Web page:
Following neo-liberal approaches like Singapore, it too developed strong financial markets. In 1994, the Kuala Lumpur Stock Exchange (KLSE) composite index began trading above 1300 largely due to inflow of foreign investment. At times, the trading volume at KLSE exceeded that of NYSE.

Unlike Singapore, Malaysia has been better endowed in natural resources which aided its economic success. It also chose the path of having a diversified economy and did not rely on one single natural resource alone.

It has been the world’s largest rubber producer and has now become the largest palm oil producer. It is also one of the world’s largest exporters of electrical goods and semiconductor devices. Export oriented manufacturing such as electronics has been sustained.

Its nominal per capita GDP reached $3238 in 1999. Foreign investment played a major part in this transformation and domestic investment was also continued at a steady proportion. In 2005, the stock market capitalization of listed companies was estimated by the World Bank to be above $181 billion. It is said to have the largest operational stock of industrial robots in the Muslim world. Its GDP has risen from below $2000 per capita at Independence to around $11,000 in 2017.

Affirmative action policies for majority

Poverty was very high and predominant among the bhumiputra vis-a-vis the Chinese migrants.  The bhumiputra  are ethnic Malays who are mandated by the state to follow Islam: ‘All the Malaysian Malay people are Muslim by law.’ To reduce poverty among the bhumiputra, the government introduced an ‘affirmative action’ initiative for redistributing wealth and eliminating dominance of any one ethnic group in specific economic sectors.

The target was for 30% of GDP to be in the hands of the bhumiputra to be achieved through giving a discount price on 30% of initial public offerings on the stock exchange which were reserved for the bhumiputra. This exercise was carried out through Malaysia’s largest fund management company, the Permodalan Nasional Berhad (PNB). This policy was a part of the National Economic Policy (NEP) and continued until 1990.

The National Development Policy (NDP) which was introduced in 1991 continued with ‘affirmative action’ in favour of the bhumiputras.  Under the NDP, the bhumiputra with potential and good track records were to be given assistance as opposed to the NEP which favoured all bhumiputras uniformly. Such actions favouring ethnic Malays continue in some form or the other through government policies.

The ‘affirmative action’ policy has been considered controversial as it favours one ethnic group blatantly.  Many consider such a policy as against the principle of fairness and inter-ethnic harmony. Apart from this, another lacuna has been that secondary industries are concentrated in the Peninsula region while Sabah and Sarawak are predominantly engaged in production of timber, oil, and liquid natural gas.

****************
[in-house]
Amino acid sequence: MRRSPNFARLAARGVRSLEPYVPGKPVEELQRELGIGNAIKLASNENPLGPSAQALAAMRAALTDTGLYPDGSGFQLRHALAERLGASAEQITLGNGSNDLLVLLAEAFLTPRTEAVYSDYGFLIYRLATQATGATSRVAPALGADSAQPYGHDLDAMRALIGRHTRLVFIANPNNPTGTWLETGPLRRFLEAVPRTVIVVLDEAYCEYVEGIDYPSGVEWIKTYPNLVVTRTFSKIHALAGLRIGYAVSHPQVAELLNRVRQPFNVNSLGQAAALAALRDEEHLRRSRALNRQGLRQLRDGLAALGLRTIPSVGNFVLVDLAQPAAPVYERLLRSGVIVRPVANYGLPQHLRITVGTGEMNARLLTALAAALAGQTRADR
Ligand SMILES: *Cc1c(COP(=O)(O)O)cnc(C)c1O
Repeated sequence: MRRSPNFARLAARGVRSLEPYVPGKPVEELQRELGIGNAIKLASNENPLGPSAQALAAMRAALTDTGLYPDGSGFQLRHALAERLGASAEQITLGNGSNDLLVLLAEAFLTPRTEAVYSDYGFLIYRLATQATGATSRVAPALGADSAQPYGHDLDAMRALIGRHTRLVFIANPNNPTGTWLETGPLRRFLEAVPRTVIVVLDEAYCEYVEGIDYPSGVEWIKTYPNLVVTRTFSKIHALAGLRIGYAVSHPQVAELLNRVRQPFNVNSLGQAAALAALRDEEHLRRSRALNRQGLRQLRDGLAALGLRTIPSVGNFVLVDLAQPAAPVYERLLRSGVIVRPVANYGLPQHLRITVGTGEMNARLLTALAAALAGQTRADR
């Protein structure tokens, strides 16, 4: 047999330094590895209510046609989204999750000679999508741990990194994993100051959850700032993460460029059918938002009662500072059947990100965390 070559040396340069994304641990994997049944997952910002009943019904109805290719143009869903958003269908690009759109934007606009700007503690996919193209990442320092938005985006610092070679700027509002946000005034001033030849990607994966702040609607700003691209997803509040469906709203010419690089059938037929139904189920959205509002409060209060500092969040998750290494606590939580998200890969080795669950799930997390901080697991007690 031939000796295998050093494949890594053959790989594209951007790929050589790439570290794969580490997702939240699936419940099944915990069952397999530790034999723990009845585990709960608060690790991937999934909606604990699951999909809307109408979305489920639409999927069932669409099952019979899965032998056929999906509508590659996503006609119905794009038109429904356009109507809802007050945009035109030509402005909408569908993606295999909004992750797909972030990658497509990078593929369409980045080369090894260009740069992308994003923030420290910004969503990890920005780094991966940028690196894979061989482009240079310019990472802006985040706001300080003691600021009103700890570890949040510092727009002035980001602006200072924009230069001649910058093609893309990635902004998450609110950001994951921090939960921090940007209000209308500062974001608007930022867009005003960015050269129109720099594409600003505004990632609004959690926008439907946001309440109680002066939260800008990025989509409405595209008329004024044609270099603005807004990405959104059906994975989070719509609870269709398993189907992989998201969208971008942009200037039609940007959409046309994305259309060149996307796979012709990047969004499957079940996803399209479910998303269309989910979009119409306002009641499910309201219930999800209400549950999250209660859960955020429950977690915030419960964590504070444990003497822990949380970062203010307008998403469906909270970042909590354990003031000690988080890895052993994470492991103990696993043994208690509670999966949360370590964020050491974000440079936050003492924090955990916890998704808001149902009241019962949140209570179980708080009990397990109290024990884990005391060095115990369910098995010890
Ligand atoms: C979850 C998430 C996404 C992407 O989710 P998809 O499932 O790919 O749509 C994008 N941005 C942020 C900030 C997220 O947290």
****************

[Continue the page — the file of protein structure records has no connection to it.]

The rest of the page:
While Islamic Malaysia engages in excessive majoritarianism without any opprobrium from the international community and West, ‘secular’ Bharat doles out huge amounts for minority-only schemes yet gets vilified for ‘Hindu majoritarianism’! We also continue indefinitely with reservations for SCs and STs, which the prime architect of the Constitution, Dr. Ambedkar wanted to be phased out after a decade or so.  Worse, vote-bank politics has led to Hindus converted to Islam or Christianity availing of double benefits, those which are caste based as well as minority based. These policies in fact encourage conversion out of Hindu Dharma and deepen fault lines in society.

Conclusion

Like Taiwan and Singapore, Malaysia followed a policy of rapid industrialization and welcoming foreign investments. Similar to Singapore and Hong Kong, it also tried effective macroeconomic policies. Its attempts to develop strong financial markets many not have been as effective as Singapore or Hong Kong but it continues to strengthen its financial sector. Moreover, this Islamic country with a titular monarch and an anti-minority democracy is yet another example that a country does not have to follow idealized Western liberal democracy to achieve economic success.

Bharat will do well to draw lessons from Malaysia and enact similar laws for protection of its majority who are practitioners of threatened Dharmic faiths. At the very least, it needs to dismantle the discriminatory policies that favour minorities and work against Hindus. A laser focus on rapid industrialization and economic growth coupled with basic welfare for all, rather than endless social redistribution programs and electoral rhetoric, is also the need of the hour.

References:

https://eh.net/encyclopedia/economic-history-of-malaysia/

https://www.geography.org.uk/teaching-resources/singapore-malaysia/The-role-of-Governments-in-shaping-economic-development-in-Singapore-and-Malaysia

https://en.wikipedia.org/wiki/Economic_history_of_Malaysia

Featured Image Source: Avis.com


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Anuradha
Writer, Editor, Researcher